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How to Improve Energy Efficiency in Historic Buildings in Wales

How to Improve Energy Efficiency in Historic Buildings in Wales

The challenge of climate change requires everyone to act.

We have produced guidance for anyone who wants to improve the energy efficiency of a traditional or historic building. There are good reasons for doing this, including lowering carbon emissions and fuel bills, and often making the building more comfortable to live or work in. It is also part of living more sustainably.

Here are a few simple tips to increase energy efficiency that you can act on today to help get you started:

  • keep your building in a good state of repair - A well-maintained, dry building is much easier and cheaper to heat
  • understand your heating system and its controls.  This will help you to use it most efficiently. Studies show that this can have a larger impact on reducing emissions than changes to the fabric of the building. Arrange for your boiler to be regularly serviced and adjusted to maximise its efficiency
  • turn down the thermostat by 1 degree centigrade. In a centrally-heated home this may reduce your heating energy by 10% or more each year.
  • switch to lower-carbon energy supplies
  • switch off devices at the mains when not in use, rather than switching to standby British Gas research suggests that this could save up to 23% on electricity bills
  • don’t leave chargers plugged into your devices once they are fully charged
  • reduce waste For example, waiting until your dishwasher or washing machine are full before putting them on and only boiling as much water as you need   
  • install draught proofing. This is one of the most cost-effective ways of reducing your energy bills and making your building more comfortable. Make sure you maintain enough ventilation to prevent moisture building up, and to ensure a healthy indoor environment.
  • install loft insulation, but think about the materials you use. Like all building materials, insulation has what is known as ‘embodied carbon’ – the CO2 associated with its manufacture and transport.  Choosing materials with low embodied carbon reduces environmental impacts.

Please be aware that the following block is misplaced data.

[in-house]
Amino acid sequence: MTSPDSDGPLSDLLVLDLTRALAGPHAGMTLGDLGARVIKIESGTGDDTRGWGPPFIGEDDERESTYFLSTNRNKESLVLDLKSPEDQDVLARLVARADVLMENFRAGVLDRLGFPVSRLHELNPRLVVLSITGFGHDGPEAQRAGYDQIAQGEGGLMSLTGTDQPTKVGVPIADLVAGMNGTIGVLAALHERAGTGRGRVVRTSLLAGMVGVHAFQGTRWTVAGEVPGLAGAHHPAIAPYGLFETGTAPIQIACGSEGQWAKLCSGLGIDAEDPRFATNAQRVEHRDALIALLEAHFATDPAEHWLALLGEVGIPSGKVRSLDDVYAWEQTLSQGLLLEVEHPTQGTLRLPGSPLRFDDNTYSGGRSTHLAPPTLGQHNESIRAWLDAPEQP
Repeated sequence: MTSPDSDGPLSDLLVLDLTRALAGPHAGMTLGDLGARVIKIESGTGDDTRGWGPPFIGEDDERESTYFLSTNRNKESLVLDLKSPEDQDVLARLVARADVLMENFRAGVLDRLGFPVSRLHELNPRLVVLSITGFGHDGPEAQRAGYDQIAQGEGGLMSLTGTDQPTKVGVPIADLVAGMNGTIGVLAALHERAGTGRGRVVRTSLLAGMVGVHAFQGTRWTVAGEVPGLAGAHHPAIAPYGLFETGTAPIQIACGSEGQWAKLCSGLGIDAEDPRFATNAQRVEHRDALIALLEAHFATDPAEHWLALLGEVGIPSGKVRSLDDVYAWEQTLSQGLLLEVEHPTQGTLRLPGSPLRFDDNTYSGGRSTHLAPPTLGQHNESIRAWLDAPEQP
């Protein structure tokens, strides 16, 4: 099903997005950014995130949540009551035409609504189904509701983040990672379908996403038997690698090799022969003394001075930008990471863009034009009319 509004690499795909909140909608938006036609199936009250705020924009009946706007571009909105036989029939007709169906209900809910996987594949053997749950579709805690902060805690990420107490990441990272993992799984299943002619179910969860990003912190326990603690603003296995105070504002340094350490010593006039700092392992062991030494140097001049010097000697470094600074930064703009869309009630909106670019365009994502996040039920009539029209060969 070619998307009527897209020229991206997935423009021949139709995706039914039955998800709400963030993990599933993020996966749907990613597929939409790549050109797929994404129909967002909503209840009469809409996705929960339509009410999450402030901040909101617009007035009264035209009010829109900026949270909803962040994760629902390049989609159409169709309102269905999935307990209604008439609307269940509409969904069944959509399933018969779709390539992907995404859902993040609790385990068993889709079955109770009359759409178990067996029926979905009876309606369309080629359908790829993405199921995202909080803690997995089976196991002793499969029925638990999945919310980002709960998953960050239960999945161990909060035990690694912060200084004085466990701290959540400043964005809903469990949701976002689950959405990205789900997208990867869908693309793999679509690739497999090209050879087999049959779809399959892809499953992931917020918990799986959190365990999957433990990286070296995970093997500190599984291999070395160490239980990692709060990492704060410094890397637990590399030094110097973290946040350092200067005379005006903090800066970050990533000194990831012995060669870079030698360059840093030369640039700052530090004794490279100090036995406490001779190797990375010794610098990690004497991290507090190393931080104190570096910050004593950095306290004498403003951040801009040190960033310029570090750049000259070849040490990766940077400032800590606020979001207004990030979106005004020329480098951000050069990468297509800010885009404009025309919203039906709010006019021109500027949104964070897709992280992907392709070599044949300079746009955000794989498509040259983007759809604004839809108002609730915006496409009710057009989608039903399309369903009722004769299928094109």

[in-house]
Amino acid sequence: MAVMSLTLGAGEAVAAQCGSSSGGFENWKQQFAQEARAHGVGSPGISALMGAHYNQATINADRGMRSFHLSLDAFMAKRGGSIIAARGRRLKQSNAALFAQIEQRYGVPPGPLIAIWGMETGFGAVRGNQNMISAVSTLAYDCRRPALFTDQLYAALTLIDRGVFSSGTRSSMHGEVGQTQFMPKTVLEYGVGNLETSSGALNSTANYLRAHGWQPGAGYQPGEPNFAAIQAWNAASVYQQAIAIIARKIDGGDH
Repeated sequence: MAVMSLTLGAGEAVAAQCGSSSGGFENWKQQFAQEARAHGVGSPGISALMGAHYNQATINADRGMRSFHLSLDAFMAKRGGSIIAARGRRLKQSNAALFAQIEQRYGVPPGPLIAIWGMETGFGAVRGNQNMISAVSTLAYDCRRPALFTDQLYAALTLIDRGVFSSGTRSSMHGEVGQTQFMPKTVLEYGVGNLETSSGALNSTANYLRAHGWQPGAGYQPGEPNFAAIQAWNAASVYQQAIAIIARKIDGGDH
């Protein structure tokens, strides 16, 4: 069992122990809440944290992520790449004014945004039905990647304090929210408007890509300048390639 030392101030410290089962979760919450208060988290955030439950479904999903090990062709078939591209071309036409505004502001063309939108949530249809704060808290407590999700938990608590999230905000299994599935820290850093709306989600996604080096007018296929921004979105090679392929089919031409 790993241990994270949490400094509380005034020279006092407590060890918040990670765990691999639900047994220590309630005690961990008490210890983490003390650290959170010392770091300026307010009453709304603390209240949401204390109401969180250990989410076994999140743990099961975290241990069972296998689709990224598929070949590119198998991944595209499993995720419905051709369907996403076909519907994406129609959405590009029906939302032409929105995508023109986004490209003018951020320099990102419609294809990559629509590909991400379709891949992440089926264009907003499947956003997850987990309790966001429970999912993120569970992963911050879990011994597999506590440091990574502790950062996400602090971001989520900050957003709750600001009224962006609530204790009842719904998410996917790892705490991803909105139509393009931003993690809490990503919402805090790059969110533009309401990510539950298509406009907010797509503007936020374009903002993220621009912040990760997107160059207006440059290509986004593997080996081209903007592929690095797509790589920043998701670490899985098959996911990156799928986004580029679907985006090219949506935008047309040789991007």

• refurbish or replace missing shutters, add curtains and blinds Modified shutters with insulation can reduce heat loss by 60% when closed. With secondary glazing this increases to 77%  

“How to Improve Energy Efficiency in Historic Buildings” is guidance aimed at owners and managers of historic buildings. It describes a ‘whole building approach’ to devising and implementing energy efficiency improvements that:

  • avoid harming the significance of the building
  • are effective, cost efficient, proportionate and sustainable
  • ensure a healthy and comfortable environment for occupants, and
  • minimise the risk of unintended consequences.

It considers the factors that influence levels of energy use in historic buildings and explains the whole building energy planning process in detail. It also includes checklists of energy efficiency measures that might be suitable as part of this approach, with links to sources of more detailed technical information on upgrading building elements such as roofs, walls and floors.

There is a widely held view that older buildings are not energy efficient and must be radically upgraded to improve their performance. In practice, the situation is more complicated, and assumptions about poor performance are not always justified. Even so, the energy and carbon performance of most buildings can be improved. And small savings quickly add up.